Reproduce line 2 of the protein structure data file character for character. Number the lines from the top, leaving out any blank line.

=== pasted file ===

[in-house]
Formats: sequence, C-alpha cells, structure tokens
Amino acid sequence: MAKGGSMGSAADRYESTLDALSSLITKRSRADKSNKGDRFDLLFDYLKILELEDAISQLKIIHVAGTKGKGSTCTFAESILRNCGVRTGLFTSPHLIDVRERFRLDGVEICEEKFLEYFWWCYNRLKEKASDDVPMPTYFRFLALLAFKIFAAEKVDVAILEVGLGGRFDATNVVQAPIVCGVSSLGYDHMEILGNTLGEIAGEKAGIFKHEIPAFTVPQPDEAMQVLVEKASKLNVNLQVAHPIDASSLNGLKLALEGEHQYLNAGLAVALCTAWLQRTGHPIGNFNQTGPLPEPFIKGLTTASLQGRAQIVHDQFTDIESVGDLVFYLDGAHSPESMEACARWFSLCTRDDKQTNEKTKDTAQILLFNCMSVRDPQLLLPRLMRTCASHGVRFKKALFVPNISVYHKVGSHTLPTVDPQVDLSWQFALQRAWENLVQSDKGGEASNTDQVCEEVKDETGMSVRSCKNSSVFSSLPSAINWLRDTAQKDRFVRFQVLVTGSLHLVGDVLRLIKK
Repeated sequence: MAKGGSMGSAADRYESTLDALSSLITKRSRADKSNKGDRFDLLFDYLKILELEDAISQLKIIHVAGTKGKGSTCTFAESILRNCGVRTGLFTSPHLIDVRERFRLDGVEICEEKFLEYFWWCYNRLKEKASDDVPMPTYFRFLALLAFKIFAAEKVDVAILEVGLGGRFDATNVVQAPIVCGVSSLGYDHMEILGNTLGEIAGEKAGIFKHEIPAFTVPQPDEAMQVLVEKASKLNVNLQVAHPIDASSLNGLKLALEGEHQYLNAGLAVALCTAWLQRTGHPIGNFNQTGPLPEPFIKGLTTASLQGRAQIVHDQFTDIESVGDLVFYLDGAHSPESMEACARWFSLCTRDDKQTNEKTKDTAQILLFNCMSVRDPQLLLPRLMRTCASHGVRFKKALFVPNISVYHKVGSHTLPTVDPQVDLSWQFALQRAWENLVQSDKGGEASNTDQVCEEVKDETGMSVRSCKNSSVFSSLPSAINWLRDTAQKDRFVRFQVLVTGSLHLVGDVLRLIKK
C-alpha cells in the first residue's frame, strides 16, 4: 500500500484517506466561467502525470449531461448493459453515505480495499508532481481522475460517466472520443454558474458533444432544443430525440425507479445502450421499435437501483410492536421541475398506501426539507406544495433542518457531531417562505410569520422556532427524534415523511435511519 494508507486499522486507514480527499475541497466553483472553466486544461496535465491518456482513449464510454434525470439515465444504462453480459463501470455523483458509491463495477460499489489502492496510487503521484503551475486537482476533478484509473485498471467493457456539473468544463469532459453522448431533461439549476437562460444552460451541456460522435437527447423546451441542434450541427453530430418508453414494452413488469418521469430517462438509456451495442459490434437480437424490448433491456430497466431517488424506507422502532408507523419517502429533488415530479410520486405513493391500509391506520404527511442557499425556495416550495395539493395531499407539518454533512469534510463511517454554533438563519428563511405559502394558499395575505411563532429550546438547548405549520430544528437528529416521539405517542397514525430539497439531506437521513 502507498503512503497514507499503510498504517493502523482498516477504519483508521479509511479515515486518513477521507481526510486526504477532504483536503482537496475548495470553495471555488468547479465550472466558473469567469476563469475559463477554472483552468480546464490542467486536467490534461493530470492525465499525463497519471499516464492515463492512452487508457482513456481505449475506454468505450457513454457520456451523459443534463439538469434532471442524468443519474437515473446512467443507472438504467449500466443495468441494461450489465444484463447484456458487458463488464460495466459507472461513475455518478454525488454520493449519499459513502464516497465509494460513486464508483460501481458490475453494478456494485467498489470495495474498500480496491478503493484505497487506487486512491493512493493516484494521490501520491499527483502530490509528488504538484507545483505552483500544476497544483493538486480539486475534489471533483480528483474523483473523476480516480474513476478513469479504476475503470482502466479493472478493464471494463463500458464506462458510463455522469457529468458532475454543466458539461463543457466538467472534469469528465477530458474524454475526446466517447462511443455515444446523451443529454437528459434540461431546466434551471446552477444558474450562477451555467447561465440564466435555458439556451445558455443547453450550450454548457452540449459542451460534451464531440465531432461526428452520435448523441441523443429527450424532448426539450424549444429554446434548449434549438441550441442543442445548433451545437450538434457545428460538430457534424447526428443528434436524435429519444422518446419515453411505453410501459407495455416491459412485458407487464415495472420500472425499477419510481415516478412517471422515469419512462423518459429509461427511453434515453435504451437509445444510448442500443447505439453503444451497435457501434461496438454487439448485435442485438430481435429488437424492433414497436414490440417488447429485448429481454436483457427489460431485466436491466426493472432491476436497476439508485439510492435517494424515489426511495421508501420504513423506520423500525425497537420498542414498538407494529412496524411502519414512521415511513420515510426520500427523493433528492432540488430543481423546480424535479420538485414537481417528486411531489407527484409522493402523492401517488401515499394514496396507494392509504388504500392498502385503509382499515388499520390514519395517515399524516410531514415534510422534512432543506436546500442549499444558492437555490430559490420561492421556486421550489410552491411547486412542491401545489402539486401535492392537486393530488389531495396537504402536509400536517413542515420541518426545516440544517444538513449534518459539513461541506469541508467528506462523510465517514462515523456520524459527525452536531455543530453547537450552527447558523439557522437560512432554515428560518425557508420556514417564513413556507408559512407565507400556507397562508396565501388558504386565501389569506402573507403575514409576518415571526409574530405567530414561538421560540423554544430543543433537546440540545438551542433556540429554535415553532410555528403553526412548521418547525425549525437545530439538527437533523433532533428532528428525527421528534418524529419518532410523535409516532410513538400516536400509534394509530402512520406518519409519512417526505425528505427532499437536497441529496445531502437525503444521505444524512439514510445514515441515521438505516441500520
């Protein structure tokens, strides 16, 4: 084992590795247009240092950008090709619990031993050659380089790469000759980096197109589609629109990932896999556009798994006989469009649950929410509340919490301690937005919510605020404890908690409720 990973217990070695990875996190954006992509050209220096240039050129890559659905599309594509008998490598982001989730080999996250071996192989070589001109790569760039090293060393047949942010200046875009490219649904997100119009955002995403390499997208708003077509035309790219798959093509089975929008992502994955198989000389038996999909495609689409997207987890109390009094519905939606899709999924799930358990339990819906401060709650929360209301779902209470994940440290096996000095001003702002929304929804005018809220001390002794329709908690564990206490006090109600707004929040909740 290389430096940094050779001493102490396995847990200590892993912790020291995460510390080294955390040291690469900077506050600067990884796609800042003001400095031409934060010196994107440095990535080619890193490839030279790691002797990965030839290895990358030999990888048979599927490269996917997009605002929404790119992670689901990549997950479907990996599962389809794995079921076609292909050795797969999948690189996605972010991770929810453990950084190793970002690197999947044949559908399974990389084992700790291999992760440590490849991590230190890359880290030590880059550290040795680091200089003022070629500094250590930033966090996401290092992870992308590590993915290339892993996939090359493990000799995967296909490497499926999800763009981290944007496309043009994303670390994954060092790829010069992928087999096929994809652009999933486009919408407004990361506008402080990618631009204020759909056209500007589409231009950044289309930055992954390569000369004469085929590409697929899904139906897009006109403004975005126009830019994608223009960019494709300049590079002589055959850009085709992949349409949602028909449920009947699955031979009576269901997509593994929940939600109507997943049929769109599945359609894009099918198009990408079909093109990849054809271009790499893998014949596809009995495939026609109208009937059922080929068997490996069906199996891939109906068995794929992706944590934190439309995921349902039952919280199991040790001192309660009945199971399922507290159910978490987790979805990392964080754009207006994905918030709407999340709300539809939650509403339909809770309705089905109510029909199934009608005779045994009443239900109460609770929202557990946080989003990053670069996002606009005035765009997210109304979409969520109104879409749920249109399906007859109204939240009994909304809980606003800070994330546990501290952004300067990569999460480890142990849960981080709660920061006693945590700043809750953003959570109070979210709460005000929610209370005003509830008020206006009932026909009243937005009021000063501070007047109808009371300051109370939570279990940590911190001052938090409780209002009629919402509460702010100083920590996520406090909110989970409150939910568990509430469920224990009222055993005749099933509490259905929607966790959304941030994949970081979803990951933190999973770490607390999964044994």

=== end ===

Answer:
Formats: sequence, C-alpha cells, structure tokens